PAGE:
Yet he and other officials said Israel would have to turn its focus to the outcome of the final negotiations.

The exact details of Sunday’s deal, hammered out in Geneva between six world powers and Iran, were not immediately known. Israel was not a participant in the talks but remained in close touch with the U.S. and other allies during the negotiations.

In a statement, the White House called the nuclear agreement an “initial, six-month step.” Over the coming six months, the world powers and Iran will try to reach a final agreement that the White House said would ensure that Iran never develops a nuclear bomb.

The statement said the deal limits Iran’s existing stockpiles of enriched uranium, and curbs the number and capabilities of the centrifuges used to enrich and would limit Iran’s ability to produce “weapons-grade plutonium” from a reactor in the advanced stages of construction. It also said there would be “intrusive monitoring” of Iran’s nuclear program.

The statement also played down the extent of the relief from international sanctions, noting the “key oil, banking and financial sanctions architecture remains in place.” It said any relief would be revoked if Iran did not keep its commitments.

Israel had called for far tougher measures, saying that stockpiles of enriched uranium should be removed from the country, all enrichment activity should be halted and the plutonium-producing facility should be dismantled.

Israel considers a nuclear-armed Iran a threat to its very survival, citing Iranian calls for Israel’s destruction, its development of long-range missiles capable of striking Israel and Iran’s support for hostile militant groups along Israel’s borders. It dismisses Iranian claims that the nuclear program is for peaceful purposes.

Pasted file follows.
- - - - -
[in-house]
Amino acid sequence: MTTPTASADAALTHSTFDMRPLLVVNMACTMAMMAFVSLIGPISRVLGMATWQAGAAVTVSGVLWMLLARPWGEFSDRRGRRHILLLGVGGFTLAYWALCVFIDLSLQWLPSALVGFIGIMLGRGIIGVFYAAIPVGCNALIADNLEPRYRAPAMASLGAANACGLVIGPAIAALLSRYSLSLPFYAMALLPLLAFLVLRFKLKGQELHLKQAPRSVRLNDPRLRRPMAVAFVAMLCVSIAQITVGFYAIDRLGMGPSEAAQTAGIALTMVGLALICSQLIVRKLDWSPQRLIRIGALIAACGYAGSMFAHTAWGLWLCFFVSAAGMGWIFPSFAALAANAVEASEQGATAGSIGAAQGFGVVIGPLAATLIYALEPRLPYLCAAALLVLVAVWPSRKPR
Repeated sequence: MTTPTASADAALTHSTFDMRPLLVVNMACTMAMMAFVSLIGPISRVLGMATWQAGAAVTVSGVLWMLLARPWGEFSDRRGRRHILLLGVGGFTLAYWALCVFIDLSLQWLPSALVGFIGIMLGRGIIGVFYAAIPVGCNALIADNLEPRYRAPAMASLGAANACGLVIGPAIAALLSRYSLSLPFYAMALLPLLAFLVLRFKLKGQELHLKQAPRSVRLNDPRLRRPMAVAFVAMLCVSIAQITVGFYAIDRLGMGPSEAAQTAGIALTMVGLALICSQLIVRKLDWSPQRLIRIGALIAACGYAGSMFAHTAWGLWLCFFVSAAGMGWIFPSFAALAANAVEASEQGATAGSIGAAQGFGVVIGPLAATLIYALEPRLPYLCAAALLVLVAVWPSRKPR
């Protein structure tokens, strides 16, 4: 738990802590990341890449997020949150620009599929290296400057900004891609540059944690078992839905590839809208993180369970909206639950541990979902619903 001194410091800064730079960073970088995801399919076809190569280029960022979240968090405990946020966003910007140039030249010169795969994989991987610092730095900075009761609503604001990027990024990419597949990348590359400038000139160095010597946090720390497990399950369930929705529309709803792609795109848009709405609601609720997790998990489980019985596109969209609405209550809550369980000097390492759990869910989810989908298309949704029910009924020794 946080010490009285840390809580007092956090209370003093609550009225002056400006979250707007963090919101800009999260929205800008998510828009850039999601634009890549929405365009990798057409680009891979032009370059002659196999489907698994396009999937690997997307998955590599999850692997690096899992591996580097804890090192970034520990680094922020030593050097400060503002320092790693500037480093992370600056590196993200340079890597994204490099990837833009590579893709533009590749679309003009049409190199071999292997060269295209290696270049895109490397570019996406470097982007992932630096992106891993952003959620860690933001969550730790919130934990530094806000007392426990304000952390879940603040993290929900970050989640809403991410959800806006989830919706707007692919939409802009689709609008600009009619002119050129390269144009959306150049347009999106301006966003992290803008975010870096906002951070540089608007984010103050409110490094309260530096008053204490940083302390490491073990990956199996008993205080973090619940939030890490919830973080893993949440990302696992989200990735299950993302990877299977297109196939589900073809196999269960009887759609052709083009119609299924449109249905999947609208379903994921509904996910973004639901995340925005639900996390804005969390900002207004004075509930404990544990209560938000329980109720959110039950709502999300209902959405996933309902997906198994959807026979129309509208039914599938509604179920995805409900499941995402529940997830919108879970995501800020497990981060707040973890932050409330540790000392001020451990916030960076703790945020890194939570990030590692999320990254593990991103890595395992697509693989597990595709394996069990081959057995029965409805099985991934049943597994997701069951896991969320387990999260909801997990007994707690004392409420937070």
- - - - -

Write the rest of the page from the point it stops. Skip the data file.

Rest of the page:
In recent years, Israel has repeatedly threatened to carry out a military strike against Iran’s nuclear facilities if it concludes international diplomacy has failed to curb the Iranian nuclear program.

But if military action was difficult before, it seems all but impossible in the current climate.

“Israel doesn’t have legitimacy right now … to conduct an independent military option against Iranian installations,” said Yoel Guzansky, a former Israeli National Security Council staffer who was responsible for monitoring the Iranian nuclear program.

“How can Israel, after the entire international community sat with Iran, shook hands with Iran and signed an agreement, operate independently?” he said. “It will be seen as someone who sabotages 10 years of trying to get Iran to the table and trying to get a deal.”

‘Secret Obama plan’ forfeits Temple Mount to Palestinians

The Obama administration has quietly presented a plan in which the Palestinian Authority and Jordan will receive sovereignty over the Temple Mount while Israel will retain the land below the Western Wall, according to a senior PA negotiator speaking to WND.

The Temple Mount is the holiest site in Judaism.Isreal

The proposed plan is part of the basis for U.S.-brokered talks that are set to resume in Washington next week after Secretary of State John Kerry announced that both Israel and PA President Mahmoud Abbas have agreed to open negotiations aimed at creating a Palestinian state.